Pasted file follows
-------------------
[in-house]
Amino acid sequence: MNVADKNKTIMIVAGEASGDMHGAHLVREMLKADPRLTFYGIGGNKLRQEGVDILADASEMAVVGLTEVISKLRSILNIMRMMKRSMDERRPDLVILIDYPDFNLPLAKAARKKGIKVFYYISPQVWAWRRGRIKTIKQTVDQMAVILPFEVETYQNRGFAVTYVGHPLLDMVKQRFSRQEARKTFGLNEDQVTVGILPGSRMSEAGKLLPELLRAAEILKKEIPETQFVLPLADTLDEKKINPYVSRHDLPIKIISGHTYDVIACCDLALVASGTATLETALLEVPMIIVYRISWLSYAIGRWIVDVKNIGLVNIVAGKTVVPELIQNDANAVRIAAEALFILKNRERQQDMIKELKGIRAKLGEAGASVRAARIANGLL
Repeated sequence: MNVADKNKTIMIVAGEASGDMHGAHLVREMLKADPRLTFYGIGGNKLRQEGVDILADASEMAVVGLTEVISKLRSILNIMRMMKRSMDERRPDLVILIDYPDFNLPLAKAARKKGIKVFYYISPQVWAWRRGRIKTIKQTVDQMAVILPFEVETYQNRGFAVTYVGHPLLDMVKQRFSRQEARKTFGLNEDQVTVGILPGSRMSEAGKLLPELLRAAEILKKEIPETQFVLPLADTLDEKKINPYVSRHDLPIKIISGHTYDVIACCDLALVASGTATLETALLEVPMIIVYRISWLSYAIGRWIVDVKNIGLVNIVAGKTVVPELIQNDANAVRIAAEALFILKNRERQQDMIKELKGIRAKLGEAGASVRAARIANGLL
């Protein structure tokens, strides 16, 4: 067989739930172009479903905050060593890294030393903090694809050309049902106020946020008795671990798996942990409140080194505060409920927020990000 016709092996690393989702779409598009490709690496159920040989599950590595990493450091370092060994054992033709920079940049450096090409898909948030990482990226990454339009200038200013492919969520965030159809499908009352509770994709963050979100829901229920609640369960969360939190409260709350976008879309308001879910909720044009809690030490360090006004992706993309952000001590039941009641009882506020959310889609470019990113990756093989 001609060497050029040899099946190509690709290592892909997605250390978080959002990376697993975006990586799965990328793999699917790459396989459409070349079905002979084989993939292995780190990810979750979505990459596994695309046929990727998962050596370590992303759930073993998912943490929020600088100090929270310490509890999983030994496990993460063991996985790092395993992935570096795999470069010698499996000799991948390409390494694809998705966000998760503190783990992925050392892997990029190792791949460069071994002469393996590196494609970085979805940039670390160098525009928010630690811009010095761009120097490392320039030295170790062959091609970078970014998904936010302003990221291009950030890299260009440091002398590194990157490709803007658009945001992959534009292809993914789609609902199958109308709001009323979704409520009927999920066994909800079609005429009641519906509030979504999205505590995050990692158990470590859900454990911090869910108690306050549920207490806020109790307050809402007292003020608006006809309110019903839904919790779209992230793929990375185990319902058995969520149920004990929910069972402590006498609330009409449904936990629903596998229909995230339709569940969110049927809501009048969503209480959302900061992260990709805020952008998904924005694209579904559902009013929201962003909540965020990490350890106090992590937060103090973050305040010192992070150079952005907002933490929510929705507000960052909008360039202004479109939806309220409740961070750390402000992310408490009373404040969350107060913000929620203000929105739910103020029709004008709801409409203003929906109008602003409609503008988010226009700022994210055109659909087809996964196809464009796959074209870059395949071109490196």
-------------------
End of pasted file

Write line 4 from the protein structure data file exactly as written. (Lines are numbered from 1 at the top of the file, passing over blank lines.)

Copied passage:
């Protein structure tokens, strides 16, 4: 067989739930172009479903905050060593890294030393903090694809050309049902106020946020008795671990798996942990409140080194505060409920927020990000 016709092996690393989702779409598009490709690496159920040989599950590595990493450091370092060994054992033709920079940049450096090409898909948030990482990226990454339009200038200013492919969520965030159809499908009352509770994709963050979100829901229920609640369960969360939190409260709350976008879309308001879910909720044009809690030490360090006004992706993309952000001590039941009641009882506020959310889609470019990113990756093989 001609060497050029040899099946190509690709290592892909997605250390978080959002990376697993975006990586799965990328793999699917790459396989459409070349079905002979084989993939292995780190990810979750979505990459596994695309046929990727998962050596370590992303759930073993998912943490929020600088100090929270310490509890999983030994496990993460063991996985790092395993992935570096795999470069010698499996000799991948390409390494694809998705966000998760503190783990992925050392892997990029190792791949460069071994002469393996590196494609970085979805940039670390160098525009928010630690811009010095761009120097490392320039030295170790062959091609970078970014998904936010302003990221291009950030890299260009440091002398590194990157490709803007658009945001992959534009292809993914789609609902199958109308709001009323979704409520009927999920066994909800079609005429009641519906509030979504999205505590995050990692158990470590859900454990911090869910108690306050549920207490806020109790307050809402007292003020608006006809309110019903839904919790779209992230793929990375185990319902058995969520149920004990929910069972402590006498609330009409449904936990629903596998229909995230339709569940969110049927809501009048969503209480959302900061992260990709805020952008998904924005694209579904559902009013929201962003909540965020990490350890106090992590937060103090973050305040010192992070150079952005907002933490929510929705507000960052909008360039202004479109939806309220409740961070750390402000992310408490009373404040969350107060913000929620203000929105739910103020029709004008709801409409203003929906109008602003409609503008988010226009700022994210055109659909087809996964196809464009796959074209870059395949071109490196």